• kpallante

    He made an excellent point about Cubans getting a free pass. Why we still let any Cuban who makes it to our borders — while keeping out all others still puzzles me?

    • Dave

      As long as they can run away, why stay home and fight for a better society?
      When will the Cubans stop running away?

  • billtmore

    I can tell from the picture Mr. Stein has not worked out in the hot tomato fields. Immigrants and illegal immigrants do the jobs we could not do. also in my mind the birth rate for Caucasian America is dropping, Immigration may be the only way to keep our country moving forward. GOP and Wingers always on the wrong side of history. But i applaud the hard line approach…My hope is the GOP never holds the White House during my life time GOP NEVER AGAIN

    • M S

      Wow, I can tell you’ve never been to a deli or restaurant in New York City nor have ever read a history book. Jobs once held by Americans are now held by illegals…just next door at the Korean deli, there are five or more illegals working, and I can guarantee you that they’ve never seen a tomato field either. This is something everyone knows, so you are either blind and lying to yourself or are simply putting forth a BS narrative to fit your ideology. As for your poor knowledge of history, you are aware of how extremely racist of an organization the Democratic Party used to be, right? Remember all of those pictures of men in white robes marching in NYC, i.e. the KKK…that took place during a Democratic National Convention! I guess that is what you consider to be the right side of history. Please.

      • Chris Vreeland

        Please keep banging the “throw them all out” drum as loud and as long as you can. Don’t worry – nobody will ever suspect any racism behind the TeaPublican party whatsoever, particularly with your newest spokesperson, Clve Bundy.

        • M S

          Will do. You keep banging the, “it’s not a crime” drum, and we’ll have a land of lawlessness even more than we already have. I wonder if we will forgive every American who has broken the law to feed their family…probably not.

    • halberst

      I’m for the “GOP never again” part… but I really think that yours is the conservative argument. Americans can pick tomatoes. There are people from every country on earth that can do hard unskilled work. US industry is subsidizing the price of tomatoes by exploiting people who are desperate and will work too hard for too little that we illegally import. If agriculture paid a reasonable wages and benefits, more people would do the work. Tomatoes should cost what it takes to produce them ethically. That might mean more expensive produce, but with workers who could afford to pay for it. It might mean more of different kinds of crops. And it might also lead to more mechanization. But arguing that we need to import poor people illegally so they can work their behinds off so I can eat tomatoes at $1/lb makes little sense.

  • Dave

    Anti Invasion.
    Pro USA.

  • Dave

    Backdoor amnesty is a very mild way of describing it.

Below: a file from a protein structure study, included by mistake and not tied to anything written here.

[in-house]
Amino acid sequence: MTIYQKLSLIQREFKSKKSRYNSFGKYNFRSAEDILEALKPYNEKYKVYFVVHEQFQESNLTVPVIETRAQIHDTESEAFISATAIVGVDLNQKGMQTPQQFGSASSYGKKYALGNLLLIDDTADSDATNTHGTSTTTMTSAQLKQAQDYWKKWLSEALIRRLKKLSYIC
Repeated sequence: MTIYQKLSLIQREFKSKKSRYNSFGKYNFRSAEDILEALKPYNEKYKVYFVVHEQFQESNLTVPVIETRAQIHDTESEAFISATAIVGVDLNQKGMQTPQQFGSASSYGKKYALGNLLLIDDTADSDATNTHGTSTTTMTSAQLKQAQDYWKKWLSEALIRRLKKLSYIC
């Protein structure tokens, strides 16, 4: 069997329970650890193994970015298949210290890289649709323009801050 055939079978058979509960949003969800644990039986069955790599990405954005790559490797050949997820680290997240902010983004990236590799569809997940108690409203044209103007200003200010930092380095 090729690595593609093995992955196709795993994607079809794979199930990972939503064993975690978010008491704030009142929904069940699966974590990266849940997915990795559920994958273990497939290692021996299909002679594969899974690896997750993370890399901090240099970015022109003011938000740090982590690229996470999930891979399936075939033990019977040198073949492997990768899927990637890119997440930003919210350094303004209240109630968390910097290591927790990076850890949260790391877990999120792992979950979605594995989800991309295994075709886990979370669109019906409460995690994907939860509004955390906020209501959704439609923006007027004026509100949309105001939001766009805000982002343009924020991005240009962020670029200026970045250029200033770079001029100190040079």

It may be treason.
    I still support President Obama but disagree with him on Invasion.

  • Chris Vreeland

    FAIR Should be taken as seriously as the Klan on integration.

    • Chris Vreeland

      Who is FAIR anyway? And, most importantly, where did they get their money from?

  • Dave

    Self deportation is the answer.
    Fine employers, punish employers, use the online verification.
    No job, no housing, no food.
    Foreign nationals have no right to Invade the USA.

  • Steve Villanyi

    Love this guy..tell it like it REALLY IS.

  • antoinepgrew

    Stein’s parents or grandparents probably got into Ellis Island and only encountered a name change.

    Stein demonizes Latinos as interlopers who have no right to be here. His ending comment reflects his ignorance and his prejudice: “The idea that there’s one class of people who can jump in front of 30 to 40 million people around the world, who have waited in line and patiently respected our system and our borders — that’s just not the American way.”

    Two items:

    (1) A great Tony Horwitz NYT op-ed that educates Americans about its real history: Immigration — and the Curse of the Black Legend

    This national amnesia isn’t new, but it’s glaring and supremely paradoxical at a moment when politicians warn of the threat posed to our culture and identity by an invasion of immigrants from across the Mexican border. If Americans hit the books, they’d find what Al Gore would call an inconvenient truth. The early history of what is now the United States was Spanish, not English, and our denial of this heritage is rooted in age-old stereotypes that still entangle today’s immigration debate.

    (2) But perhaps what’s really germane to Stein’s bias: Open Borders Threaten Jewish Clout by Stephen Steinlight in The Forward

    Closer to home, massive immigration will obliterate Jewish power by shrinking our percentage of the 
population – to a fraction of 1% in 20 years. Jews possess political clout despite tiny numbers because
 we are concentrated in large electoral vote states, have legendary voting rates, donate significantly to 
both parties and dominant culture. We will retain residual influence due to campaign contributions, 
membership in institutional establishments and the endurance of our alliances, but the Latino vote will
 eventually overwhelm us.







    Moreover, Jewish-Latino political interests clash. We have fought over both refugee and asylum slots: we